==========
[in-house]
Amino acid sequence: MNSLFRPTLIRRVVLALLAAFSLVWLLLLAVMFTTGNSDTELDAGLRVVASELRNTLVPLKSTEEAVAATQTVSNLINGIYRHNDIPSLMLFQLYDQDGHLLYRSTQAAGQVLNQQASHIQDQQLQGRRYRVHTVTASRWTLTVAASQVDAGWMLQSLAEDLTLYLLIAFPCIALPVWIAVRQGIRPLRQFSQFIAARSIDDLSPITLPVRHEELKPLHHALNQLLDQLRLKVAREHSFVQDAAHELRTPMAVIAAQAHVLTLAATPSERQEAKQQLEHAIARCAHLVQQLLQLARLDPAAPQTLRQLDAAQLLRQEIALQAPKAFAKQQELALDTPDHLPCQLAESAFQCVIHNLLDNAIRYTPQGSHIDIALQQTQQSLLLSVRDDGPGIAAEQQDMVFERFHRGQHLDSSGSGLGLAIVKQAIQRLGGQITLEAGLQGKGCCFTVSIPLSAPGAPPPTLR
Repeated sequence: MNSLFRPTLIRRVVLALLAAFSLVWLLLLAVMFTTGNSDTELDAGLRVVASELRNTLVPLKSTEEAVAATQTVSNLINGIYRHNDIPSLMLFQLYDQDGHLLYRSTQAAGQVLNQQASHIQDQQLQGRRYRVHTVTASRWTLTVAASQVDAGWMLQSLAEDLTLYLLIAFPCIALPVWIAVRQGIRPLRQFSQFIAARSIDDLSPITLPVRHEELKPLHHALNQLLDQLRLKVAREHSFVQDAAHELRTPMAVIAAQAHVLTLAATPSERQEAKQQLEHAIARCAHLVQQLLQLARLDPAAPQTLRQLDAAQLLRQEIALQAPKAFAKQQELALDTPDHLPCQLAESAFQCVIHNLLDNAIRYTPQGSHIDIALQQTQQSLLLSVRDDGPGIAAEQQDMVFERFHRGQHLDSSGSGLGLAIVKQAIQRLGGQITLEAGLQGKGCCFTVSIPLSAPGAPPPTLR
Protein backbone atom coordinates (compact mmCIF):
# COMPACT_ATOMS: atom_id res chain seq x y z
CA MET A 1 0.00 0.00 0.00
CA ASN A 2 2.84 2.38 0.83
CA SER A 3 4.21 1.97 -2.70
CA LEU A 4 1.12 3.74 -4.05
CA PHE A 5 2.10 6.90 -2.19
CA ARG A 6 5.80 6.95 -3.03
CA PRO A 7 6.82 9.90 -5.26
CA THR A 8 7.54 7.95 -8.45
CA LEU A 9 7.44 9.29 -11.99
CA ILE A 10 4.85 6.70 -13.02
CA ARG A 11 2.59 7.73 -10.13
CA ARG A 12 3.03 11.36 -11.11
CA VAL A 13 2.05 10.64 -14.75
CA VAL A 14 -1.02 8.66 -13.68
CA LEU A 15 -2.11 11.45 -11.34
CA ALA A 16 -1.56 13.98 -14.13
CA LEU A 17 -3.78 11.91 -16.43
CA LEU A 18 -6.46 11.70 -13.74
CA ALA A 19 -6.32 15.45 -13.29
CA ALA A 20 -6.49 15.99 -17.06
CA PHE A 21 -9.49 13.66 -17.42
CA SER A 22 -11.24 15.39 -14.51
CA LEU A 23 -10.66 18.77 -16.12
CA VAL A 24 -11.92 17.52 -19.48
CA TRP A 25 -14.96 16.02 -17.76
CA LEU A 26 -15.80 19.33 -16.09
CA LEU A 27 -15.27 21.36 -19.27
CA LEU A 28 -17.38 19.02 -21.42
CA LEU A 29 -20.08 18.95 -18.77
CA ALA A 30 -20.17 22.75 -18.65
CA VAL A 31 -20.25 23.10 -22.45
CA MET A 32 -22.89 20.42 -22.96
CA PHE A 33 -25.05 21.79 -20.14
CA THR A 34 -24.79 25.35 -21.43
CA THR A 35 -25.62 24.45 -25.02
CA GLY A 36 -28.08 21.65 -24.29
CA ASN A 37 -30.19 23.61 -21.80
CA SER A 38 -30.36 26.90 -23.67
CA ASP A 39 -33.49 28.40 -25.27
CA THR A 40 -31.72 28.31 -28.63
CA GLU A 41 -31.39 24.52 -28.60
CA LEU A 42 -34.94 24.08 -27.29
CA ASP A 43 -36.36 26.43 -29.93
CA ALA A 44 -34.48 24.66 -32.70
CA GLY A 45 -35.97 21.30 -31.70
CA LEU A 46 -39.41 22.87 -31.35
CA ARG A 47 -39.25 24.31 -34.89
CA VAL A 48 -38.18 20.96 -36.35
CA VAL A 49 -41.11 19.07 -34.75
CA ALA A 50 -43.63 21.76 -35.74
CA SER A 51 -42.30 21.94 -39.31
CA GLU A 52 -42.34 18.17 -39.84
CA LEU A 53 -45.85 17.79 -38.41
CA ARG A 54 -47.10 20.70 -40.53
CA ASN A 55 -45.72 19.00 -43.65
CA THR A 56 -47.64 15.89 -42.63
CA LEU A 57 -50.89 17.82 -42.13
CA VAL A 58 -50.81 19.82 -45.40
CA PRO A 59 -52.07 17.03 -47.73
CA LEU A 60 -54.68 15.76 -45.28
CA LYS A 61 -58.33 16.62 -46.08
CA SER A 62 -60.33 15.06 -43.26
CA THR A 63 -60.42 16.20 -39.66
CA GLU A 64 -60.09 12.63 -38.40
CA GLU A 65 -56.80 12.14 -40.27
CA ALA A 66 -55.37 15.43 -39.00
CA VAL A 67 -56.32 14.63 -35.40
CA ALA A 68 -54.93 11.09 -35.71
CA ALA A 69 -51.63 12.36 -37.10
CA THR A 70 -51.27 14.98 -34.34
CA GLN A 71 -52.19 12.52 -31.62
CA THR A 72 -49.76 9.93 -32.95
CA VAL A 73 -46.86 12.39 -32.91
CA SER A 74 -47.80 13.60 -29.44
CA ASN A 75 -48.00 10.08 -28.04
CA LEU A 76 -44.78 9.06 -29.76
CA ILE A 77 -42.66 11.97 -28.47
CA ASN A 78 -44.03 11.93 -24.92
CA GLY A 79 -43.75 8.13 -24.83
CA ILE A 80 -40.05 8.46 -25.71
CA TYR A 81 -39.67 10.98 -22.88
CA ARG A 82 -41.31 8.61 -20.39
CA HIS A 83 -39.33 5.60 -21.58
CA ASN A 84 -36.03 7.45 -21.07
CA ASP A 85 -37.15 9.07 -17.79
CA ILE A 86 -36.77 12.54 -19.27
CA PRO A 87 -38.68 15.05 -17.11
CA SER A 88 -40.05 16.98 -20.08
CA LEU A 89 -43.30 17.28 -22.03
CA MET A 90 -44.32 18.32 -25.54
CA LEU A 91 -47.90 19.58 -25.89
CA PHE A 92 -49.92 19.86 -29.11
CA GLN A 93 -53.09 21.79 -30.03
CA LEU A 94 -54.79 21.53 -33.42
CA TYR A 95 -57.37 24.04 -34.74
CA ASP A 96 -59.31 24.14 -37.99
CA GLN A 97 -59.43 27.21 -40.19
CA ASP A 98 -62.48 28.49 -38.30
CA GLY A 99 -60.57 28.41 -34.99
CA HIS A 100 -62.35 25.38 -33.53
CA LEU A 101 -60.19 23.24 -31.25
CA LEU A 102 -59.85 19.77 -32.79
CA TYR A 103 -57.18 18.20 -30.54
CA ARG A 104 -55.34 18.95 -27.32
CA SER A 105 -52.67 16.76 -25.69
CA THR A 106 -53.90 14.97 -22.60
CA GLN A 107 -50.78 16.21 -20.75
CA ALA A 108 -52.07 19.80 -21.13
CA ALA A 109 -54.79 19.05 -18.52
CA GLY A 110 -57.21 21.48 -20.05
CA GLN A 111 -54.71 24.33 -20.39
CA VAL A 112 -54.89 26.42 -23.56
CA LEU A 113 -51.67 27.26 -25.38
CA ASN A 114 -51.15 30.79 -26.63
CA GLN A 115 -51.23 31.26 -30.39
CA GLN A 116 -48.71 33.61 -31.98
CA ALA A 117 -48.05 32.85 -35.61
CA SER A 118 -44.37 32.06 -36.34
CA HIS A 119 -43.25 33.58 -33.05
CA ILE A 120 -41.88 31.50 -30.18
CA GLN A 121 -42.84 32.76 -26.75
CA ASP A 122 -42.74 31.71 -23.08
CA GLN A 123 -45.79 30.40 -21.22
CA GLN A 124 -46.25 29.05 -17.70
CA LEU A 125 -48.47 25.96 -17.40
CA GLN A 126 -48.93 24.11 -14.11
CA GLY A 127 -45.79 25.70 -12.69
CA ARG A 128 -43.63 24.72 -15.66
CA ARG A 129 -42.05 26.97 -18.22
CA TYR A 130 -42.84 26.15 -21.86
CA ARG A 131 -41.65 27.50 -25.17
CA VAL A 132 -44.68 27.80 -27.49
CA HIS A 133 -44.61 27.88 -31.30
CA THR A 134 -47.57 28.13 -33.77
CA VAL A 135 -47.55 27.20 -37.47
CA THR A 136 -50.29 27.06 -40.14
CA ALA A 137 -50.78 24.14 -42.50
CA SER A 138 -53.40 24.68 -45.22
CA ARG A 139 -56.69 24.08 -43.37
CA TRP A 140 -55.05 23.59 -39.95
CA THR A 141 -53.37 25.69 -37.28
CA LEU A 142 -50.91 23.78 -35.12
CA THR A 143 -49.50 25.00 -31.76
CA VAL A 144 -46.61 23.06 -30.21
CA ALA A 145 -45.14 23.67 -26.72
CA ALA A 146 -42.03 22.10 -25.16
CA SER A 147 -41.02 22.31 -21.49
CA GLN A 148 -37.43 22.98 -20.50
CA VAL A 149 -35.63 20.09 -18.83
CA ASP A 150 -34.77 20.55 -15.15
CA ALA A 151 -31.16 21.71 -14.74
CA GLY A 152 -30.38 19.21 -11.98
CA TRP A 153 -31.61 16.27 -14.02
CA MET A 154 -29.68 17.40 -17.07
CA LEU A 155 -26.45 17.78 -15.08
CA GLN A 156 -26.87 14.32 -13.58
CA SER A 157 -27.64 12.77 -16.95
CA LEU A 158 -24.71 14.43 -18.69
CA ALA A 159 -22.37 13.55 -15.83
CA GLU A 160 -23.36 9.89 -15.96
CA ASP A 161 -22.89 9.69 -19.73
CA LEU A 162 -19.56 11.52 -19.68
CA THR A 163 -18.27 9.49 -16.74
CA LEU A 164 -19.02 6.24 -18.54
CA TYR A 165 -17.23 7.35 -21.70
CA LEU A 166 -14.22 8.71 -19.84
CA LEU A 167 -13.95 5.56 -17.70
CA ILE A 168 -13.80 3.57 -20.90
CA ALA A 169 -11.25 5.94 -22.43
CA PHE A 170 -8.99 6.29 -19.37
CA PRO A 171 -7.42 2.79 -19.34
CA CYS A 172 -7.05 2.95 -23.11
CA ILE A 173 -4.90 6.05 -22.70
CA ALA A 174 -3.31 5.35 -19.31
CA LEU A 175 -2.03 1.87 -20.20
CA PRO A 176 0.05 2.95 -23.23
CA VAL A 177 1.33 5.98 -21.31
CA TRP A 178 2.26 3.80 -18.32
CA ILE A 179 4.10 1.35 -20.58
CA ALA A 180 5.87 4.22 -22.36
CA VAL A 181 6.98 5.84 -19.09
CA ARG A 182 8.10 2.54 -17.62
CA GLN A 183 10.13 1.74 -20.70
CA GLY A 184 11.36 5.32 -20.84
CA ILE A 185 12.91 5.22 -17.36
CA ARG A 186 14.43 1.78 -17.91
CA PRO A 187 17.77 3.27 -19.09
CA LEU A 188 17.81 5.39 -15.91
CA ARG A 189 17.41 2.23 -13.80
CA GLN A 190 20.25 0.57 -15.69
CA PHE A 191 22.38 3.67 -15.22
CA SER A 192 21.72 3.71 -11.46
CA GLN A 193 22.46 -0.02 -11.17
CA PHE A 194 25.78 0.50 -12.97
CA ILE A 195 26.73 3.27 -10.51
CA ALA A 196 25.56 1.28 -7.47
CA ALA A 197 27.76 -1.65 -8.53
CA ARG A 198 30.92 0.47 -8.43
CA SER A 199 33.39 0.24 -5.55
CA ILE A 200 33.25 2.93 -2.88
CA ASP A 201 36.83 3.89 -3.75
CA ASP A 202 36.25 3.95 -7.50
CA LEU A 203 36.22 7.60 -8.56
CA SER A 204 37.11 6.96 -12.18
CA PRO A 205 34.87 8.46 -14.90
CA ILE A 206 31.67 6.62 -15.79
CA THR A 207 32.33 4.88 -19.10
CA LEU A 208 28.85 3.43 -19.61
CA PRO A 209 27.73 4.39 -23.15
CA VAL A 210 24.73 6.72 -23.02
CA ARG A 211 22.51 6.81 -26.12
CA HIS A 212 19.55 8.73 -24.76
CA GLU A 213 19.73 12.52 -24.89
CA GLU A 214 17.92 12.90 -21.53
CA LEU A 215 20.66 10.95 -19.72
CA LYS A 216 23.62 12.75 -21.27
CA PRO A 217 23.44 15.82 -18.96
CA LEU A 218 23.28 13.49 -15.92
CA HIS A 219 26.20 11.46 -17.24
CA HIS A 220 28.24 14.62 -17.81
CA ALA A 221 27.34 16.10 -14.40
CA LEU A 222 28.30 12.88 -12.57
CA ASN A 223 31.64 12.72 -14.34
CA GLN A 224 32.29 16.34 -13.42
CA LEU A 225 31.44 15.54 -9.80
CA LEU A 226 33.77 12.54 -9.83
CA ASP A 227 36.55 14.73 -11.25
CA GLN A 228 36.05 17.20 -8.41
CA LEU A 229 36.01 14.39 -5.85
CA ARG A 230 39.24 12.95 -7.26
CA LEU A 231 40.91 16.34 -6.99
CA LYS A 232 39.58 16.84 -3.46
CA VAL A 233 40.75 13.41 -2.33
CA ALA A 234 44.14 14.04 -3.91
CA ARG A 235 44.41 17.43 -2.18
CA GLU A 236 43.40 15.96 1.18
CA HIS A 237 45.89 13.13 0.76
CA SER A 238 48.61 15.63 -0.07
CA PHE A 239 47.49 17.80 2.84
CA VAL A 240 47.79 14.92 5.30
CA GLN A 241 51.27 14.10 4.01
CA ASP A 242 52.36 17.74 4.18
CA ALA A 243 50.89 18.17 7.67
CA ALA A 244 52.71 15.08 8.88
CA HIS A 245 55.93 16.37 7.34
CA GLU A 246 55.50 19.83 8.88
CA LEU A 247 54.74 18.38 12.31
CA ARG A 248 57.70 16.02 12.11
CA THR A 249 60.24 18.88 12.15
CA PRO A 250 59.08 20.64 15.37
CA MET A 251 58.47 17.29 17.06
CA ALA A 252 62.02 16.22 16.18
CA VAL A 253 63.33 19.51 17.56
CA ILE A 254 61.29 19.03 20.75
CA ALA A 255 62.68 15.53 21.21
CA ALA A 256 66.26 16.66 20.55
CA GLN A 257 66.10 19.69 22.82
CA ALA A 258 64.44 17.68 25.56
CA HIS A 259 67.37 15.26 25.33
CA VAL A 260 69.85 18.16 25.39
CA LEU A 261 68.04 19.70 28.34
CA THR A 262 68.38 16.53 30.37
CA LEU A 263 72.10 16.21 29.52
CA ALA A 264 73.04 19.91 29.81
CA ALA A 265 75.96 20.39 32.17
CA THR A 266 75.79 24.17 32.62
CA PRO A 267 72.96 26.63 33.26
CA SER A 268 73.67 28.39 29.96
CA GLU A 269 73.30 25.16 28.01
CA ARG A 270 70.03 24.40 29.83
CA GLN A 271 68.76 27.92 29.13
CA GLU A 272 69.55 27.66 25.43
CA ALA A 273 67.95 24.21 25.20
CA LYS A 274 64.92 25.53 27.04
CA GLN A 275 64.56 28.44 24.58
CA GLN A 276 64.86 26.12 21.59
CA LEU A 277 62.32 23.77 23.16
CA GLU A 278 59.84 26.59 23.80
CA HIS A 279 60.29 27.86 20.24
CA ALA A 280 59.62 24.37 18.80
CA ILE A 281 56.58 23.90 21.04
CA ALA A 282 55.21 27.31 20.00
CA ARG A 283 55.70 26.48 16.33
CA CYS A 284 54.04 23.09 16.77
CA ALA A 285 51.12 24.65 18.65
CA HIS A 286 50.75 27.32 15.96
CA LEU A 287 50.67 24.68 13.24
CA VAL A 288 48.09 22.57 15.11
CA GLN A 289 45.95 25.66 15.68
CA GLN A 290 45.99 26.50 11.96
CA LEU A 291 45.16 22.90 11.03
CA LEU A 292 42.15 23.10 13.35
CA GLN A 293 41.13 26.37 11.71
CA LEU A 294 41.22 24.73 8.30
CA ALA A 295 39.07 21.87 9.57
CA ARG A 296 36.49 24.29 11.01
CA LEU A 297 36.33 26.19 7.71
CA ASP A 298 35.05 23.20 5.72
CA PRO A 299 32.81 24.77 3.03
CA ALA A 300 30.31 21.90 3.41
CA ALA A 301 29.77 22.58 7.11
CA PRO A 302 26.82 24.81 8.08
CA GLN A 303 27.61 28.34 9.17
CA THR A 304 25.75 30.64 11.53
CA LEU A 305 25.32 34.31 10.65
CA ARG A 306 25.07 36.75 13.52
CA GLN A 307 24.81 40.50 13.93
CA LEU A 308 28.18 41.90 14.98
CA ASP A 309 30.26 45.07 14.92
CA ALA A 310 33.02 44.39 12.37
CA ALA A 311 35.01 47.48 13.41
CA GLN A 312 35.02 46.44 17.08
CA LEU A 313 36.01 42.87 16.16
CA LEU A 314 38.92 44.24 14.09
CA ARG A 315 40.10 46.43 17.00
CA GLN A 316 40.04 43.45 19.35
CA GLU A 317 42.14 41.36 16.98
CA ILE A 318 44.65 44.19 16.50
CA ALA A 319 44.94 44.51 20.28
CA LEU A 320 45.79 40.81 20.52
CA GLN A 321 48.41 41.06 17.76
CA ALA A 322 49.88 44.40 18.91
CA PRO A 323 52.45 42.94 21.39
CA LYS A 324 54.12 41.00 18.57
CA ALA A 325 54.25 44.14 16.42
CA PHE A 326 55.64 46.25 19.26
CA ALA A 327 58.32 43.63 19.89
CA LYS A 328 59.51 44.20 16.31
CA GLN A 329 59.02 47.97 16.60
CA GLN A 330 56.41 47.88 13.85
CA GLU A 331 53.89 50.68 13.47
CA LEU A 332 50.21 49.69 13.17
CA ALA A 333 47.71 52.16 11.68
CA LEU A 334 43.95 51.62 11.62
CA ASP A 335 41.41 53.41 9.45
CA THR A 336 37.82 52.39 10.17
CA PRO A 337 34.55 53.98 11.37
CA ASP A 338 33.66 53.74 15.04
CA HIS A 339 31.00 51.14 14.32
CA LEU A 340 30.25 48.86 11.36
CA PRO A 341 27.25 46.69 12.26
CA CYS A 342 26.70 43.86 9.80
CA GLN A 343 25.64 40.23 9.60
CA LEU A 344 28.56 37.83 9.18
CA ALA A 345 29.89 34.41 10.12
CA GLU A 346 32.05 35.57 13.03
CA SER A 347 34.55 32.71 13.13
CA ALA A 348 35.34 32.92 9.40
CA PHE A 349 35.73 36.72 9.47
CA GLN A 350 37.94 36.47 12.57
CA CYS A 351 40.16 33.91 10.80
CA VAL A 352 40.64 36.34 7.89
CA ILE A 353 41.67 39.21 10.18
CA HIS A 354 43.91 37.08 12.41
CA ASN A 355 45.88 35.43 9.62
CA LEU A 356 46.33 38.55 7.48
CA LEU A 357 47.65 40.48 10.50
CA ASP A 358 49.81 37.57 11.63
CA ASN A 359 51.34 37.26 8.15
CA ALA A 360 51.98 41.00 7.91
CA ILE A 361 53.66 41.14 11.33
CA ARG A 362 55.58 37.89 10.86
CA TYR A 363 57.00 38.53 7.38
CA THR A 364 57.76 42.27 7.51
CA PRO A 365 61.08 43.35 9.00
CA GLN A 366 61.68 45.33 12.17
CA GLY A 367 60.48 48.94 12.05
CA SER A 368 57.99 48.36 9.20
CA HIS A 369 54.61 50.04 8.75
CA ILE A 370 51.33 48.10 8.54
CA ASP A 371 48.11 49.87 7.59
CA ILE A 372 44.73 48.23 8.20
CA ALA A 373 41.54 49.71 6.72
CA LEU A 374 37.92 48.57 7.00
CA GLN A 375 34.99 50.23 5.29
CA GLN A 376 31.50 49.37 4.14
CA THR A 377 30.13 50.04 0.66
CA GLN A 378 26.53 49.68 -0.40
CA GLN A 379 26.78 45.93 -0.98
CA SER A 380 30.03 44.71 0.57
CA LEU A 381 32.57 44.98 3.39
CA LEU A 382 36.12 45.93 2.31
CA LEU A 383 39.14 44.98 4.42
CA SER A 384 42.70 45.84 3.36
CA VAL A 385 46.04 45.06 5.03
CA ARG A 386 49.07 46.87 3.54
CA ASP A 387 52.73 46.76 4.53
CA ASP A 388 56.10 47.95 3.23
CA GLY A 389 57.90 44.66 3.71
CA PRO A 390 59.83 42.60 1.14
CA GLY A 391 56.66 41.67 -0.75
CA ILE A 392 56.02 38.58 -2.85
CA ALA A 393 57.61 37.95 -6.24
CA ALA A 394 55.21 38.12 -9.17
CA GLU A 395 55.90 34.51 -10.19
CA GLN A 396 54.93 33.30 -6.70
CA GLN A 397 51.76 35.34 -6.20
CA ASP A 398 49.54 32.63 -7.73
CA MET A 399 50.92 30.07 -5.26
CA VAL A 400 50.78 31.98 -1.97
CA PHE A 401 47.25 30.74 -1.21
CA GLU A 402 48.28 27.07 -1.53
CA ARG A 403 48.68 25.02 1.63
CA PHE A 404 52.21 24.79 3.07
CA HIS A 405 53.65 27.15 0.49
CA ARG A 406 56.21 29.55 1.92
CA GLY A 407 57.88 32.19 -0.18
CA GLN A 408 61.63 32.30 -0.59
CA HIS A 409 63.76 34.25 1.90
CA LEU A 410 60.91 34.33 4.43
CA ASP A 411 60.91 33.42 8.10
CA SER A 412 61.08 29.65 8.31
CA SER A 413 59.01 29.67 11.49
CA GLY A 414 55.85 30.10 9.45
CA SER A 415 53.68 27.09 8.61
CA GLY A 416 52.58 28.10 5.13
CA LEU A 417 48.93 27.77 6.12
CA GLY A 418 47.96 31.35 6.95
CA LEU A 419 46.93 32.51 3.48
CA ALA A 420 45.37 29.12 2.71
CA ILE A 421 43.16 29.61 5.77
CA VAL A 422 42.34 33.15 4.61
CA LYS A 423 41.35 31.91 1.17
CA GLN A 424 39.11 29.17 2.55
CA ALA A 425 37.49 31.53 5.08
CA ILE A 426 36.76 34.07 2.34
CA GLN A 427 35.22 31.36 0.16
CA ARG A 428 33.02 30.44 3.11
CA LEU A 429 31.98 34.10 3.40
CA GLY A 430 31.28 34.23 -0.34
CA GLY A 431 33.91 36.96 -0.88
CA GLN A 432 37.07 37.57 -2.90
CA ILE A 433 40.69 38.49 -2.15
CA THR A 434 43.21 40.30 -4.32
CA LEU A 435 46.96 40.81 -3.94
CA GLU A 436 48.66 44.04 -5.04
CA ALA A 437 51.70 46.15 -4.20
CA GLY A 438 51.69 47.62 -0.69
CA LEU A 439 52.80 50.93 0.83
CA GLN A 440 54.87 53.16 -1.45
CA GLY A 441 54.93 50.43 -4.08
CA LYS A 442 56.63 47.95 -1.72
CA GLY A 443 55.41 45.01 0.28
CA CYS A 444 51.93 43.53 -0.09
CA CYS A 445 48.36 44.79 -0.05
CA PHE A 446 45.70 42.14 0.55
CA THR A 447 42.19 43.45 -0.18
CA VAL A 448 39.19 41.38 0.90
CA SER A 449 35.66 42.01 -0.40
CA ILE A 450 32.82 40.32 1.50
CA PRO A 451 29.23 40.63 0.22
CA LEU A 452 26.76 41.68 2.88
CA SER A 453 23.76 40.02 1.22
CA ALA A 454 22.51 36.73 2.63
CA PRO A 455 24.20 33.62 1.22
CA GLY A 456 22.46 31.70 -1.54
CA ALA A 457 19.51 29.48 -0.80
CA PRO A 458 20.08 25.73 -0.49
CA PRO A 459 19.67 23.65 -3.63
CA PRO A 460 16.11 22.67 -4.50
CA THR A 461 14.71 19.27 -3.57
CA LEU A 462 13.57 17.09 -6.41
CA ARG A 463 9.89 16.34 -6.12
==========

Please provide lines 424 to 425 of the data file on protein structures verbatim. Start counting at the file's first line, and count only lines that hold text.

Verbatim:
CA LEU A 419 46.93 32.51 3.48
CA ALA A 420 45.37 29.12 2.71